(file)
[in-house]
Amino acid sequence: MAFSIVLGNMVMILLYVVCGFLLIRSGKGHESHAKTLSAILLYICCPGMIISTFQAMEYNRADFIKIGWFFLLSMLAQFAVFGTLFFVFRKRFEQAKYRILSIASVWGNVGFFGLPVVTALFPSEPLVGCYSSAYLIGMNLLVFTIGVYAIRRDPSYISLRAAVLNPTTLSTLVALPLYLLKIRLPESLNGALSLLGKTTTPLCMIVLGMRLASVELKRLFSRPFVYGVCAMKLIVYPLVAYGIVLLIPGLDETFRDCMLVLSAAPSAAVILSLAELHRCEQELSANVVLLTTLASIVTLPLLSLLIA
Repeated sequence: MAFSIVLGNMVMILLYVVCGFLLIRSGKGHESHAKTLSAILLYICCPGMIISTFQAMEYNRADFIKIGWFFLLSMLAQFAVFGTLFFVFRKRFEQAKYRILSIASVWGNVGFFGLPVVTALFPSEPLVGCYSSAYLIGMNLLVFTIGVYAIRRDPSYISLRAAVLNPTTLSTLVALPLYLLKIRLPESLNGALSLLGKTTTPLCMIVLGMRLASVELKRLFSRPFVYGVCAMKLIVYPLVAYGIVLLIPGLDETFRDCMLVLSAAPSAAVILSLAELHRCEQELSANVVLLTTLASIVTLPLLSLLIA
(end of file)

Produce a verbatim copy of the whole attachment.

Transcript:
[in-house]
Amino acid sequence: MAFSIVLGNMVMILLYVVCGFLLIRSGKGHESHAKTLSAILLYICCPGMIISTFQAMEYNRADFIKIGWFFLLSMLAQFAVFGTLFFVFRKRFEQAKYRILSIASVWGNVGFFGLPVVTALFPSEPLVGCYSSAYLIGMNLLVFTIGVYAIRRDPSYISLRAAVLNPTTLSTLVALPLYLLKIRLPESLNGALSLLGKTTTPLCMIVLGMRLASVELKRLFSRPFVYGVCAMKLIVYPLVAYGIVLLIPGLDETFRDCMLVLSAAPSAAVILSLAELHRCEQELSANVVLLTTLASIVTLPLLSLLIA
Repeated sequence: MAFSIVLGNMVMILLYVVCGFLLIRSGKGHESHAKTLSAILLYICCPGMIISTFQAMEYNRADFIKIGWFFLLSMLAQFAVFGTLFFVFRKRFEQAKYRILSIASVWGNVGFFGLPVVTALFPSEPLVGCYSSAYLIGMNLLVFTIGVYAIRRDPSYISLRAAVLNPTTLSTLVALPLYLLKIRLPESLNGALSLLGKTTTPLCMIVLGMRLASVELKRLFSRPFVYGVCAMKLIVYPLVAYGIVLLIPGLDETFRDCMLVLSAAPSAAVILSLAELHRCEQELSANVVLLTTLASIVTLPLLSLLIA